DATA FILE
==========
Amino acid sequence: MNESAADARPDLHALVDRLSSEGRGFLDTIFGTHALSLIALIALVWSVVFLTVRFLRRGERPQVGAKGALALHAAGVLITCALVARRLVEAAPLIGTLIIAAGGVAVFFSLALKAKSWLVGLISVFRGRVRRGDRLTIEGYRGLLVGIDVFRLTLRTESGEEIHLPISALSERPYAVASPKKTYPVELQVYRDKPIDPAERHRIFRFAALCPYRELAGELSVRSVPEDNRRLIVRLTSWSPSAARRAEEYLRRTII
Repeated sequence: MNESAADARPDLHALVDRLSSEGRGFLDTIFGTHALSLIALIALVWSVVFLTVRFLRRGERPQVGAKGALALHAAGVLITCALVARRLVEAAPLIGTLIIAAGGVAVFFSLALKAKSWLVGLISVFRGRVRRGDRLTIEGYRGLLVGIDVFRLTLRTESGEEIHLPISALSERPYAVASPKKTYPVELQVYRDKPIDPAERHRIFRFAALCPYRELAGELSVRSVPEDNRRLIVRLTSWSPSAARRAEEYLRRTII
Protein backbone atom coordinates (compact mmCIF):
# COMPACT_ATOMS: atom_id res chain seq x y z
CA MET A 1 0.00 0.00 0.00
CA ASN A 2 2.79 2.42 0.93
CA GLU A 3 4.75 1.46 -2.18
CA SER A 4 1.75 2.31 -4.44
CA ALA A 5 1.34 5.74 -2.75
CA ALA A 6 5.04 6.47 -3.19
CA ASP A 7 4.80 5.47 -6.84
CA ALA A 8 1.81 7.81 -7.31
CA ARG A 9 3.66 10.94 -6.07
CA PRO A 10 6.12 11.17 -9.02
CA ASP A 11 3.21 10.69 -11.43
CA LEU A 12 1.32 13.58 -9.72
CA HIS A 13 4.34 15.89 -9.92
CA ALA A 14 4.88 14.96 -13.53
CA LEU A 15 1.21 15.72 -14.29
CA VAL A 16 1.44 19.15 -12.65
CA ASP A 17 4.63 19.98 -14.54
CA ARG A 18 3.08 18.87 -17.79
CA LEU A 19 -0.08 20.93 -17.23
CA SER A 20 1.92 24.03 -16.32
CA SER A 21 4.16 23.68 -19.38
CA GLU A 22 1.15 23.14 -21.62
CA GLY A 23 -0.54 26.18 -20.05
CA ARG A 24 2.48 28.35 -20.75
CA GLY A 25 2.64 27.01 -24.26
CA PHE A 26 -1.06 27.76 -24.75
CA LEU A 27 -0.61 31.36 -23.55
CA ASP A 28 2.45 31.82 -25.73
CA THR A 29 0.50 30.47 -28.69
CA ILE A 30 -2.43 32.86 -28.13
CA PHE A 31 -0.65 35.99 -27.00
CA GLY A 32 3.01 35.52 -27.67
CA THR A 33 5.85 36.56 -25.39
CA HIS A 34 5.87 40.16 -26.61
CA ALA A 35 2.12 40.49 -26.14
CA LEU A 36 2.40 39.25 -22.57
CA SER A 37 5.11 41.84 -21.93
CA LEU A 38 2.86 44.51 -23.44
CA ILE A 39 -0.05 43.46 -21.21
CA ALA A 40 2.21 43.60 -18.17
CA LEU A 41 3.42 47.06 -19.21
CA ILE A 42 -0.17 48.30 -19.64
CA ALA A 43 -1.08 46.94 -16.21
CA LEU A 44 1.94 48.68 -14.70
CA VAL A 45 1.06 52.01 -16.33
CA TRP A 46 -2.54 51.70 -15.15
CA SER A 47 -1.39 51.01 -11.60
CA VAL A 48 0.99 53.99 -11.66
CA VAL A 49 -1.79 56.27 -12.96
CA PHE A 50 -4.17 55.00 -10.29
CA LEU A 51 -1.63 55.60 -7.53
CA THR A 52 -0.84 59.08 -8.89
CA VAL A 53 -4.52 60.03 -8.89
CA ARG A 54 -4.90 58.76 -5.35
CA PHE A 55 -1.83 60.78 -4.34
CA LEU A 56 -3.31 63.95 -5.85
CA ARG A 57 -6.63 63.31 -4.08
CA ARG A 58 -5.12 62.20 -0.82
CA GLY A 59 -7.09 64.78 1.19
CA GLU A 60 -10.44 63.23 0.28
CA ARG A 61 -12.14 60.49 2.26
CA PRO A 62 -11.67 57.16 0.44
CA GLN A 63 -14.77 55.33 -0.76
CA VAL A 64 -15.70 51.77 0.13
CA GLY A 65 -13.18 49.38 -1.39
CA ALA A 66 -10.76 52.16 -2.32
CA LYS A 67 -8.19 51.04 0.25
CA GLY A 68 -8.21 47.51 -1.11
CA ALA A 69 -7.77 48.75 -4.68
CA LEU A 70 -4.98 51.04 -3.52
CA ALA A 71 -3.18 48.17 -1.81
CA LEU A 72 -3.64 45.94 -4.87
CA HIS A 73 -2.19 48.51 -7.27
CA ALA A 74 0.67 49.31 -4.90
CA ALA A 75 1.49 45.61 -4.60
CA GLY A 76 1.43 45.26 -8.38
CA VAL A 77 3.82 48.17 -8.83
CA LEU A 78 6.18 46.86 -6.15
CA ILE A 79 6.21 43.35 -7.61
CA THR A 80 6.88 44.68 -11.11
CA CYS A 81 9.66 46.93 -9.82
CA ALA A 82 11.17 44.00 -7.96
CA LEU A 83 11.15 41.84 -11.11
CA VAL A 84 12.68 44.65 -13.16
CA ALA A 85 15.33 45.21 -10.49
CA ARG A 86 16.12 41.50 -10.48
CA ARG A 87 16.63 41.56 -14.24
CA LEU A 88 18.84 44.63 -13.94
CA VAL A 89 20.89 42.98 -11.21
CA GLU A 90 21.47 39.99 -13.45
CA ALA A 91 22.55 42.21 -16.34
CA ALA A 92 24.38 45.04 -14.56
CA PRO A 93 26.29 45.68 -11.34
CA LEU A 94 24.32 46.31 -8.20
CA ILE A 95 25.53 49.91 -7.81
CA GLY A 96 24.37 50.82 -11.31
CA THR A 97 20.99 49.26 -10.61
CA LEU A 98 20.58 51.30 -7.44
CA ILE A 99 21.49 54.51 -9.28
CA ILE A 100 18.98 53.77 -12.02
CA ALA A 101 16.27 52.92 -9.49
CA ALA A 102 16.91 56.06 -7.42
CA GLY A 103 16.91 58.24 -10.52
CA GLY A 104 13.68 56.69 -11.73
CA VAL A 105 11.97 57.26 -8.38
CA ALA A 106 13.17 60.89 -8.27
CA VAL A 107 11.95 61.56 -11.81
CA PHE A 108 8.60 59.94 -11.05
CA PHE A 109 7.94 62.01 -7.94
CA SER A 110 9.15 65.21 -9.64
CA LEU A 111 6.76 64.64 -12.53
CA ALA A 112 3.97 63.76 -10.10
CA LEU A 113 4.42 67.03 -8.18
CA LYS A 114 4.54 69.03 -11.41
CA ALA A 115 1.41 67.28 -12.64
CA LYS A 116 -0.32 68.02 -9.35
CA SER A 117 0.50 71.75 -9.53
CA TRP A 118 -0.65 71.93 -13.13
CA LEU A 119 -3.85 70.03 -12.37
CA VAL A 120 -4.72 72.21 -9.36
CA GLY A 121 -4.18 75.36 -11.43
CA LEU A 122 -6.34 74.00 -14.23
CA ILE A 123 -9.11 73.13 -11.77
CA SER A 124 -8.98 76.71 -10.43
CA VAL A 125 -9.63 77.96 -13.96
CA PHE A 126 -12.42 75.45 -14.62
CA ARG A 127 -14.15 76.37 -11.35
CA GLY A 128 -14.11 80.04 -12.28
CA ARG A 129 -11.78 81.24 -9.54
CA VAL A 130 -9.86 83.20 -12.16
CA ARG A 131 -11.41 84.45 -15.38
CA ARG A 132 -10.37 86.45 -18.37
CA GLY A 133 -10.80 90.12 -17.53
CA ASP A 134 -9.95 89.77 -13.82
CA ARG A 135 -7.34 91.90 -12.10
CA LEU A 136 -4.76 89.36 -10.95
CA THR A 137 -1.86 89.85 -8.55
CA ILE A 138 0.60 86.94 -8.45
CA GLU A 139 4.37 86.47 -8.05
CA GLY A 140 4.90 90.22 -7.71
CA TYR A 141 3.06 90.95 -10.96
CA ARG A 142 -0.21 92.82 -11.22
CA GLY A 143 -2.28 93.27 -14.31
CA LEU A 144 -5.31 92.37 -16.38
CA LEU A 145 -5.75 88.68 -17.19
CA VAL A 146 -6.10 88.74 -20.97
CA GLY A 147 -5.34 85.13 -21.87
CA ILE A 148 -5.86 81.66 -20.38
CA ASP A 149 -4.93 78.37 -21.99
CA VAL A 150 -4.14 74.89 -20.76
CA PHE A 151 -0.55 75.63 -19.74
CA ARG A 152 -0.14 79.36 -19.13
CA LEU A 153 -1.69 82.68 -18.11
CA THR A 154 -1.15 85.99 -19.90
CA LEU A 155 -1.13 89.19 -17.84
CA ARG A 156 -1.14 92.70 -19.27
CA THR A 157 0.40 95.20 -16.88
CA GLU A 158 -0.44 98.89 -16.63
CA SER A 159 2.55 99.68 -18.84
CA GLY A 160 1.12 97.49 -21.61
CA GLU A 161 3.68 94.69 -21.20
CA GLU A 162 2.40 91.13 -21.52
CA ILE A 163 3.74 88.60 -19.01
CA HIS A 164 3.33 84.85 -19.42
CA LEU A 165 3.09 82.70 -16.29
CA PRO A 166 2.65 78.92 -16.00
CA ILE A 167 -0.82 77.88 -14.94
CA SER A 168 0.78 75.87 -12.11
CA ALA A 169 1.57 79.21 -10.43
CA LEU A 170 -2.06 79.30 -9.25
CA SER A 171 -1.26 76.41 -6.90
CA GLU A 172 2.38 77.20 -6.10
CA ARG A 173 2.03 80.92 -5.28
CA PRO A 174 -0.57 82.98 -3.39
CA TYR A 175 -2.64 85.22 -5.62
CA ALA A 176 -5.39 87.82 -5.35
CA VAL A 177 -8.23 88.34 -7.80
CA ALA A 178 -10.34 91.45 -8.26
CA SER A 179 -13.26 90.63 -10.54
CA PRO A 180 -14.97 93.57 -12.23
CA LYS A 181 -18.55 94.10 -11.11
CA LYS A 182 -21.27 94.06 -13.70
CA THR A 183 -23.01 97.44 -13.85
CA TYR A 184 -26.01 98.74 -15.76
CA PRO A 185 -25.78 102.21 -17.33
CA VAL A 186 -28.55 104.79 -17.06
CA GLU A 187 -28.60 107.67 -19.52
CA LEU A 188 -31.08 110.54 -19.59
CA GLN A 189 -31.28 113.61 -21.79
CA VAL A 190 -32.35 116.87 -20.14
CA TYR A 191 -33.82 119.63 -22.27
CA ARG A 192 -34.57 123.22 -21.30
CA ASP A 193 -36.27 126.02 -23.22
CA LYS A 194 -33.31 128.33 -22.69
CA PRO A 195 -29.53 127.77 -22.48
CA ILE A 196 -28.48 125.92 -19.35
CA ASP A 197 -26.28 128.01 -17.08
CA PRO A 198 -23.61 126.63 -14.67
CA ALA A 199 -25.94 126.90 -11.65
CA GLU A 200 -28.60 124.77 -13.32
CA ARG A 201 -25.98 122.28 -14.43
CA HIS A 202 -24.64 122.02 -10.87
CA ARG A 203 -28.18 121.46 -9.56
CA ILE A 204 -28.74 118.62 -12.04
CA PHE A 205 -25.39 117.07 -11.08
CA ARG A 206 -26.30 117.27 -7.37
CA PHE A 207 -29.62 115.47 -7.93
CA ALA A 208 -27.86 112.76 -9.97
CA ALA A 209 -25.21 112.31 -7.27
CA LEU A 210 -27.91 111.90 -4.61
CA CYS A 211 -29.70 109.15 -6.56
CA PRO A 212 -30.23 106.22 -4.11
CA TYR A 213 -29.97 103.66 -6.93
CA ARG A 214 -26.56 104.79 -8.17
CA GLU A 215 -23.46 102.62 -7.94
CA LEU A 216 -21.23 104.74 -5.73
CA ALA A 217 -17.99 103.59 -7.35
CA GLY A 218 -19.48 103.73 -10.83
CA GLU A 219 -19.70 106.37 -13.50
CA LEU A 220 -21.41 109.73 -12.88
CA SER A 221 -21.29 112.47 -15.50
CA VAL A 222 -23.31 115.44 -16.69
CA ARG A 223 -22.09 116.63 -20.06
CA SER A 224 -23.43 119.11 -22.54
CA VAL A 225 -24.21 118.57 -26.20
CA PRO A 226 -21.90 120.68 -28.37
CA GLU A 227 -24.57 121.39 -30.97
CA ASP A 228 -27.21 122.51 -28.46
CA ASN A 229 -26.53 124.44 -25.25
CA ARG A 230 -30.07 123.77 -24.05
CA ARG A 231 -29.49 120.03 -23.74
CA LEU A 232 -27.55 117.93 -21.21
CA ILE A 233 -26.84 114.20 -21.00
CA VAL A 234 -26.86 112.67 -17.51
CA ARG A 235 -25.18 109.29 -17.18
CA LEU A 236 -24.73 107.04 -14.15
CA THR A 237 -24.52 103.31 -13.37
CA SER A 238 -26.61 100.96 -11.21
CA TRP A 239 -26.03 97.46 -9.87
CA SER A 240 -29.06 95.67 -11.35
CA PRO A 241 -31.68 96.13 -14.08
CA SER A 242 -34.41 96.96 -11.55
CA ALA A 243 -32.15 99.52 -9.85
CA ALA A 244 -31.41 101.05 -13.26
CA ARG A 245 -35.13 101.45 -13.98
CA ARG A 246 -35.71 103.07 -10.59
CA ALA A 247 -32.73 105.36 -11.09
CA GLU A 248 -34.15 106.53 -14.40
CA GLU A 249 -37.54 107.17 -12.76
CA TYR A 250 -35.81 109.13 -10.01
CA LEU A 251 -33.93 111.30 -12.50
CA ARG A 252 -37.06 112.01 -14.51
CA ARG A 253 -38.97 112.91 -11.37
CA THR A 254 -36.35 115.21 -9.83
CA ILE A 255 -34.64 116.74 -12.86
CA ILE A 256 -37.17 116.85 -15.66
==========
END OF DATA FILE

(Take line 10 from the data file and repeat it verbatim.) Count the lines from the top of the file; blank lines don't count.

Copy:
CA ALA A 6 5.04 6.47 -3.19